What were some of Florence Kelley's main achievements?

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Florence Kelley dedicated her life to making lasting and meaningful social and political reform. In many ways, she can be credited with helping to start the Progressive Era.

One of her earliest achievements was the founding of the New Century Guild in Philadelphia in 1882. This organization worked to empower women by providing them with vocational education. Kelley herself worked as an instructor there.

Florence Kelley also worked hard to allow women to work as factory inspectors. In 1890, as the result of Kelley's fervent lobbying, the government of the state of New York passed legislation that created eight positions for women to work as state factory inspectors. This paved the way for more women to work in public sector jobs.

Throughout the 1890s, Kelley worked hard to expose the terrible working conditions in America's urban sweatshops. While employed as an inspector for the Illinois State Bureau of Labor Statistics, she exposed many unhealthy aspects inherent in the lives of the urban working class. As a result of her investigations, Illinois passed several laws limiting the workday and instituting other protections.

Kelley was also one of the founding members of the NAACP. Her work with the organization was instrumental in the crafting of legislation aimed at protecting the wages of African Americans, including the Sterling Discrimination Bill.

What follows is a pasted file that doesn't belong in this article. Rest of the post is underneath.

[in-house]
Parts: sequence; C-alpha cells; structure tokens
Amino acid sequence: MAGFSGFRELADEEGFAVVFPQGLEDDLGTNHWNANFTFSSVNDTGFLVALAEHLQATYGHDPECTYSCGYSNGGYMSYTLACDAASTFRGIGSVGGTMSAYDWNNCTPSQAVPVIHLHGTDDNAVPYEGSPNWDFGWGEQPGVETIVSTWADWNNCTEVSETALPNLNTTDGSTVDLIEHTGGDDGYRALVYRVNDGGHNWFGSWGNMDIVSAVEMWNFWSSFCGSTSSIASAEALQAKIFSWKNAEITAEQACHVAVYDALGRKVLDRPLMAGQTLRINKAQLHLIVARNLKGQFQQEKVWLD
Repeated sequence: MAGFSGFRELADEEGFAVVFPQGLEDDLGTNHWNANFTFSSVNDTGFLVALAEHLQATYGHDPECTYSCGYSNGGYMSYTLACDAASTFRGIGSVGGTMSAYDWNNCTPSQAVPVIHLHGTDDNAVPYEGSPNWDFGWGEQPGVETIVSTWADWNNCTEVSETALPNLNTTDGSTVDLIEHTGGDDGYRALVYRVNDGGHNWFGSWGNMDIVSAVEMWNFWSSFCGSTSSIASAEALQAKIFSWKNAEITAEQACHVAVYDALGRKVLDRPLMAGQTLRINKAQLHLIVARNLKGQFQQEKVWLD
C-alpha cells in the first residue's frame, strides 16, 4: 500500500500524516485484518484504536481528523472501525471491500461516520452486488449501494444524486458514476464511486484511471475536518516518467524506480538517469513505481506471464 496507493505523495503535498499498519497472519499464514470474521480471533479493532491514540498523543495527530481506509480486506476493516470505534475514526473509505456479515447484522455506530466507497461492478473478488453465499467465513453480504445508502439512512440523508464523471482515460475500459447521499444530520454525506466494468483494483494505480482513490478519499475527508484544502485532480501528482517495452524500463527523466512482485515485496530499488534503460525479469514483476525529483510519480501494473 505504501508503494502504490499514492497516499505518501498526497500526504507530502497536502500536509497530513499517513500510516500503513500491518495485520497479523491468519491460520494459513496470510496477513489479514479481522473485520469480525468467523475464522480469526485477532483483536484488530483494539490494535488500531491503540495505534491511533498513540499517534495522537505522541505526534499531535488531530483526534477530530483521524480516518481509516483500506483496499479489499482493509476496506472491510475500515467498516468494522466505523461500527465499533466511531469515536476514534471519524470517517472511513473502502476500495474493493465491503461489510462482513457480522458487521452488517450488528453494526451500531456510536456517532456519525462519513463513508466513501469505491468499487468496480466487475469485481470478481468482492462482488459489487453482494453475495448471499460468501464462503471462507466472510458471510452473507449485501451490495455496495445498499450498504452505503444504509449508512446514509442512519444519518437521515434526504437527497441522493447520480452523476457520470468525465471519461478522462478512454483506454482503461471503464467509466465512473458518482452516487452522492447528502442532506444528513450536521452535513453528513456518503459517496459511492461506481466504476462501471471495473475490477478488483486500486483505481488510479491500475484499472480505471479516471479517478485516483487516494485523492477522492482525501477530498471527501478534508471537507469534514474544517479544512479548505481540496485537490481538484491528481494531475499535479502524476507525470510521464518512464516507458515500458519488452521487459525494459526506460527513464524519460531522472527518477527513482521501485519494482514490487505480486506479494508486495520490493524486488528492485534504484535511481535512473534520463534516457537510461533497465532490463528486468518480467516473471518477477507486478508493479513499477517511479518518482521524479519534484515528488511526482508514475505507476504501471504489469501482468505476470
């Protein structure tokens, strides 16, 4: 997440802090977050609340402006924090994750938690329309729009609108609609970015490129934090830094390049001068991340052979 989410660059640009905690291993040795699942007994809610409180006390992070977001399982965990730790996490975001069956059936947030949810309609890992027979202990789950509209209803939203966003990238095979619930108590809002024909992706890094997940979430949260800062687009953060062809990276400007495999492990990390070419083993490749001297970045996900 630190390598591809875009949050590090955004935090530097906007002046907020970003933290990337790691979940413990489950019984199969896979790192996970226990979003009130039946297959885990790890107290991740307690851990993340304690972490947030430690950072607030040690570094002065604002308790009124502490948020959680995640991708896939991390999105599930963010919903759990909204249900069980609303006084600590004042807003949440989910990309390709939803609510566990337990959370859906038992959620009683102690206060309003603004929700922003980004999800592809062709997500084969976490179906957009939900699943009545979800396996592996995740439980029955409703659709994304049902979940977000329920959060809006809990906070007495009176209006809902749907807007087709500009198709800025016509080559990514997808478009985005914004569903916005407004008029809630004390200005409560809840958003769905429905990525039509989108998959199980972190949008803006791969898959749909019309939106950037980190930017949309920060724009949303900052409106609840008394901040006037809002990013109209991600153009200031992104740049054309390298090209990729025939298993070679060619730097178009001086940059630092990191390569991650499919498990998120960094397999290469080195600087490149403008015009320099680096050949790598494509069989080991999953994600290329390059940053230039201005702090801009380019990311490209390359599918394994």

In 1916, Kelley was instrumental in lobbying Congress to pass the Keating-Owen Child Labor Act, which instituted a ban on products made in factories that used child labor.

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Florence Kelley was best known for her work in trying to improve working conditions and protect the rights of workers back in the late 1800s and early 1900s.

Among her main achievements were:

  • She translated a book by Friedrich Engels (who cowrote the "Communist Manifesto" with Karl Marx) into English.  The book was The Conditions of the Working-class in England in 1844.
  • She was an inspector in charge of monitoring working conditions in factories in Illinois.
  • She conducted major sociological research among the poor people of Chicago.
  • She was the head of the National Consumers' League -- an organization dedicated to protecting the rights of women and children workers.
  • She convinced the Illinois legislature to limit women's work days to 8 hours.

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